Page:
Cell culture under perfusion conditions reduces cellular metabolic stress and mimics the in vivo physiological environment in pancreatic cancer


Year:

Session type:

Theme:

Daniel Hughes1,Frances Willenbrock2,Zahir Soonawalla3,Srikanth Reddy3,Michael Silva3,Somnath Mukherjee3,Eric O'Neill2
1University of Oxford, Oxford, UK,2Department of Oncology, University of Oxford, Oxford, UK,3Oxford University Hospitals, Oxford, UK

Abstract

Background

Tumour responsiveness to chemotherapy in PDAC varies significantly across patients. This reinforces the need to establish an accurate model that preserves the tumour microenvironment in the ex-vivo, allowing a personalized drug screen for patients to identify optimal regime of therapy. Current standard of 2D cell culture is that the media is exchanged at defined time points (i.e. static culture). However, this is not a physiologically representative model as cells are maintained in either a nutrient and substrate ‘hyper-replete’ or deplete environment, rather than an epistatic supply. Moreover, episodic media replacement creates significant and abrupt changes to the culture environment and availability of substrates which induces cellular metabolic stress. We evaluated the role of perfusion culture to establish whether this technique reduced metabolic stress and creates a physiologically representative model.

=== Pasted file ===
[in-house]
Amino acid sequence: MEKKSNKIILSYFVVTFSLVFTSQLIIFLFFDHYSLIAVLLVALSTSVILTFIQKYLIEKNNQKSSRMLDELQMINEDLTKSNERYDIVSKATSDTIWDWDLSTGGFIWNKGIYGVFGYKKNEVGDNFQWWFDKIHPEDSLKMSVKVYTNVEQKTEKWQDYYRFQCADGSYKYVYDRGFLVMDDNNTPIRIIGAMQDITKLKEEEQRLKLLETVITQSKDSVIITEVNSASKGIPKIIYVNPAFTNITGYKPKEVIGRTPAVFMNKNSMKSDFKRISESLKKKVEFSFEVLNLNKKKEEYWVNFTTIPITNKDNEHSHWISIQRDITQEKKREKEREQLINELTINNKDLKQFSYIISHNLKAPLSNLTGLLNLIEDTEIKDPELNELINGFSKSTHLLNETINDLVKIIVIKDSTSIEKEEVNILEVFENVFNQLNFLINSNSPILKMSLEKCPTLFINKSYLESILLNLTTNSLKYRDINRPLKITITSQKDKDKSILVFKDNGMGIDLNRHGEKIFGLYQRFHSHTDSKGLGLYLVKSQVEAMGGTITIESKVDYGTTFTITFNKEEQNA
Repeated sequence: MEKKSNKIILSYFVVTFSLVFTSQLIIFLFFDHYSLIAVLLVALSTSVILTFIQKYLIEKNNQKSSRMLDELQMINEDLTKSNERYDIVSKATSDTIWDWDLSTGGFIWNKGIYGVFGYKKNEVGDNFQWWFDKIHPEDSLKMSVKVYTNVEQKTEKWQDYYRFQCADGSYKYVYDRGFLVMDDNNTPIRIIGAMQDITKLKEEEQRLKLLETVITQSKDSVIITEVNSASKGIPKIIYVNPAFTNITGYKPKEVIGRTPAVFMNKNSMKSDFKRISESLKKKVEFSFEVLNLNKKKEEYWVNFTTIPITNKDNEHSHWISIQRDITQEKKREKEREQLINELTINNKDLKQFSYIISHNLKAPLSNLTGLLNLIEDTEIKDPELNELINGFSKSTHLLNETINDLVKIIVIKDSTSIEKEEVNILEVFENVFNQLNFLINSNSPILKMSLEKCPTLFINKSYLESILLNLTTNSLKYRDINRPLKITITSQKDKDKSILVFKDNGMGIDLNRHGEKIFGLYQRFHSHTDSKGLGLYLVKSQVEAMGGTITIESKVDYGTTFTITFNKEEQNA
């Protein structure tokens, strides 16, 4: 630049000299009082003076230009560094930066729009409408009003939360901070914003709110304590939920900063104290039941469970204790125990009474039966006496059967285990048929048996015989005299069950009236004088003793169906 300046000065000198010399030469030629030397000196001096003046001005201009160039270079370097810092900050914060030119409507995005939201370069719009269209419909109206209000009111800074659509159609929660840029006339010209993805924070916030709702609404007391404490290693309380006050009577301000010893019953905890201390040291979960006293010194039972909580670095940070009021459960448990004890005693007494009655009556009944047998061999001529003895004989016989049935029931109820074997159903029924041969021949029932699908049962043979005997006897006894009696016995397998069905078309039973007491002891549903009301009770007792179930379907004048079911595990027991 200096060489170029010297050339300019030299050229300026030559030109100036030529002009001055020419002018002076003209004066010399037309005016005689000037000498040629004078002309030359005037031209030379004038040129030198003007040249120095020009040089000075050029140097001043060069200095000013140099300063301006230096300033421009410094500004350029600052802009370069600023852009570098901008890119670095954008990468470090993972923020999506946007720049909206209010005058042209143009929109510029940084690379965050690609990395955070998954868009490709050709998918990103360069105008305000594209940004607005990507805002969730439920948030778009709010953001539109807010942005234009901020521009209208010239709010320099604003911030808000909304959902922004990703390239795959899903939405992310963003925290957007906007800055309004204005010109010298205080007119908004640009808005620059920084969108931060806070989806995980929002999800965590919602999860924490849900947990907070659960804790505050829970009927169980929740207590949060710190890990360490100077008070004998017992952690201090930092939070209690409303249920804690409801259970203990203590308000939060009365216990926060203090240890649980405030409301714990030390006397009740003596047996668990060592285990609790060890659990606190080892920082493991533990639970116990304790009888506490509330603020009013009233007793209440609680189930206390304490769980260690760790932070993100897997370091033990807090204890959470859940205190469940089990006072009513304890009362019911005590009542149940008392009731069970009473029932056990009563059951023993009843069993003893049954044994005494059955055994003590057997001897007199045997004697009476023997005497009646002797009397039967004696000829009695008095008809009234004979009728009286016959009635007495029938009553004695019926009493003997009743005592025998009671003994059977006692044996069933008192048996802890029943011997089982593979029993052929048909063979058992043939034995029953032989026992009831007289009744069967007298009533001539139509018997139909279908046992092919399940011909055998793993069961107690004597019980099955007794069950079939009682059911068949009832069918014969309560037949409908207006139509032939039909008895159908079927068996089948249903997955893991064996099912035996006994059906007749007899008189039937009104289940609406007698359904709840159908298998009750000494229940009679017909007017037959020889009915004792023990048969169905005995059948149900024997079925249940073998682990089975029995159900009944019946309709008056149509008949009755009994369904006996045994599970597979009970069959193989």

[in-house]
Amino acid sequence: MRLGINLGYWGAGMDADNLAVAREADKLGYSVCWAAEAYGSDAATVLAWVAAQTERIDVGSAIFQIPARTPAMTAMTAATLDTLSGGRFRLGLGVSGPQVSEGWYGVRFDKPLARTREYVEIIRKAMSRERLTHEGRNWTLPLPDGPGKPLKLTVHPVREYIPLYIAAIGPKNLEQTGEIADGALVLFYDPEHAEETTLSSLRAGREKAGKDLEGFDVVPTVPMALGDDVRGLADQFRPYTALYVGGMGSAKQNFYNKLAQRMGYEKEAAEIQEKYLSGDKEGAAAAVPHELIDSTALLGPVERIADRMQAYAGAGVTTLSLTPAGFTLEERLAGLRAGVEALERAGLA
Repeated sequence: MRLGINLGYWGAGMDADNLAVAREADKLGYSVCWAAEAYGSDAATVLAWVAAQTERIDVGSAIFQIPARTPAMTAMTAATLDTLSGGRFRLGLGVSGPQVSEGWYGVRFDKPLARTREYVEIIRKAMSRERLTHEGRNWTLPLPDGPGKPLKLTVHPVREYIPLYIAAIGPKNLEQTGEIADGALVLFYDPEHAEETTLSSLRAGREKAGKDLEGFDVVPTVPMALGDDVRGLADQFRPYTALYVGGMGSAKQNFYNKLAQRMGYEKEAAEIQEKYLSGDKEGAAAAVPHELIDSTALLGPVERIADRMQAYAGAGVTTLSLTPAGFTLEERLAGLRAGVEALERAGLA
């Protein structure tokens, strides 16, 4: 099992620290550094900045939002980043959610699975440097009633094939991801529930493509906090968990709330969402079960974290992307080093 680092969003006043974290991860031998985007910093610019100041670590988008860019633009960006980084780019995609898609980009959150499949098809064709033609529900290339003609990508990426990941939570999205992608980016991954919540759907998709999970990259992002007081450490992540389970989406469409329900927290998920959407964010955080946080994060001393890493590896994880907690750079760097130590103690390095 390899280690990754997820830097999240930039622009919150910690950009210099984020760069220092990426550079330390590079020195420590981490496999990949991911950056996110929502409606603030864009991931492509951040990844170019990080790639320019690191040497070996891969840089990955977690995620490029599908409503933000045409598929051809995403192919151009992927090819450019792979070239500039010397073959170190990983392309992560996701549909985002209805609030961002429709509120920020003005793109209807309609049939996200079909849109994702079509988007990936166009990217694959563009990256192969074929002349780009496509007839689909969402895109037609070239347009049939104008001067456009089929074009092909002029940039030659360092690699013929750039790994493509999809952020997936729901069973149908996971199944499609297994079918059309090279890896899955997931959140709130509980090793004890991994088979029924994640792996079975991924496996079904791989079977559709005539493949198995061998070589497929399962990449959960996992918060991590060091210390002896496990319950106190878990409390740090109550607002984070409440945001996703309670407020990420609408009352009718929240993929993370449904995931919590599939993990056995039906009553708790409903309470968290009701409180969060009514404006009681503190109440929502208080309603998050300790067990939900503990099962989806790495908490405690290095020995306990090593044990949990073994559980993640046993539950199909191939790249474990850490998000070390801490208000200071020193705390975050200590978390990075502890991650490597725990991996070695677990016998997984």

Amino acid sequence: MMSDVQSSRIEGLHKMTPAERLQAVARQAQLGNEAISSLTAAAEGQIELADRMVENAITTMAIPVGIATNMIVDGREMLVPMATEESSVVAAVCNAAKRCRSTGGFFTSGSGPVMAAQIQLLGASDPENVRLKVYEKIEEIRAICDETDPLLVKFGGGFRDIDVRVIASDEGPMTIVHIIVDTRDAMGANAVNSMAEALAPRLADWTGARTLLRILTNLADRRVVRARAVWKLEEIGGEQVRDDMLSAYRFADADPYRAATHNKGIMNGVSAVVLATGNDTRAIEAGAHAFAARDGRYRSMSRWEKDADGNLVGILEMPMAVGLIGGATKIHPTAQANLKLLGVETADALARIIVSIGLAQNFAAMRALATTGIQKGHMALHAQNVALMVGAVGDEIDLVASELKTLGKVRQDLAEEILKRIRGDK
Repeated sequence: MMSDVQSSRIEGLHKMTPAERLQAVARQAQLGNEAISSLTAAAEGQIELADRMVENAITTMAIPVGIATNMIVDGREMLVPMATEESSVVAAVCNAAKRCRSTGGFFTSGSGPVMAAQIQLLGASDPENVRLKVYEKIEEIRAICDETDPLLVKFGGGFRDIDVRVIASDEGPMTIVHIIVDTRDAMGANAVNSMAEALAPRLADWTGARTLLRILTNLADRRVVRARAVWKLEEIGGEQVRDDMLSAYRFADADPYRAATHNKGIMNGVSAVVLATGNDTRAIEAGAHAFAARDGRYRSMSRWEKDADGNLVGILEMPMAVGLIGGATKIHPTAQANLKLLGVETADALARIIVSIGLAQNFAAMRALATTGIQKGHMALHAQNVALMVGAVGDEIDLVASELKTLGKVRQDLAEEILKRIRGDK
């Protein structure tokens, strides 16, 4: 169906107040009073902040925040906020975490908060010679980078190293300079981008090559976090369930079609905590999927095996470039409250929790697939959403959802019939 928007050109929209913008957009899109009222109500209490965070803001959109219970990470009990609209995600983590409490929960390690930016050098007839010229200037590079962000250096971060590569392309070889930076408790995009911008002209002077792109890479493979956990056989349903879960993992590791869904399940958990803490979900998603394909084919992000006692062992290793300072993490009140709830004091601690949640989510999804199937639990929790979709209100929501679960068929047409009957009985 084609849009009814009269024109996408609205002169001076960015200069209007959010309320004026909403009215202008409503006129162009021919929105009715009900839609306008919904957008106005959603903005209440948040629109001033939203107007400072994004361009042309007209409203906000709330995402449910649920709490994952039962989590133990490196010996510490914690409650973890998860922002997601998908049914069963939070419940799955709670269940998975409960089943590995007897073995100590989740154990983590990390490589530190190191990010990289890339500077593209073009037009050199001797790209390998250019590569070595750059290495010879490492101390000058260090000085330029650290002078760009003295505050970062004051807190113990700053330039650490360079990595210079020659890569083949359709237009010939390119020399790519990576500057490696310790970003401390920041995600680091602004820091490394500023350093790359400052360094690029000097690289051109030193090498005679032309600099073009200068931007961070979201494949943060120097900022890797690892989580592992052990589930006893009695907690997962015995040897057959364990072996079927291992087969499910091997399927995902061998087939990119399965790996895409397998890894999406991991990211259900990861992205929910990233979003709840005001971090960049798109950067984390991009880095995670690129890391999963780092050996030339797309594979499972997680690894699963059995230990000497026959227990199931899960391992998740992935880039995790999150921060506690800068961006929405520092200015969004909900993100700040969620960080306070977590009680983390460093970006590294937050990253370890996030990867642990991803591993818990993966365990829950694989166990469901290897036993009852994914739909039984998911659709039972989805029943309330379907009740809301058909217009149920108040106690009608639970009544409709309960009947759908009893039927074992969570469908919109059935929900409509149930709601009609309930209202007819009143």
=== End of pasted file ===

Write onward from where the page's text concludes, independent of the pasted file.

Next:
Method

Cells were cultured  either in static culture (serving as a control, with media exchange every 72 hours) or in a nutritionally replete condition with a constant low perfusion rate of media exchange over 7 days. Daily media extraction was performed in order to evaluate the metabolic activity and viability of cells. Tissue slices were  created from core biopsies and then cultured either in static culture (as control) or under perfusion conditions. 

Results

Under conventional static culture, a decrease in the quantity of metabolic substrates was observed over time indicating Metabolic activity of cells in static culture was suppressed (noted by down regulation of mTOR pathway products). Under perfusion conditions, glucose concentration was maintained over 7 days, indicating cells were able to maintain metabolic activity. Tissue sections were similarly evaluated for metabolic stress and will be presented.

Conclusion

This platform highlights the considerable metabolic stress that cells undergo whilst under conventional static culture. Perfusion culture serves as a technique to reduce cellular metabolic stress in addition to creating a physiologically representative model ex vivo.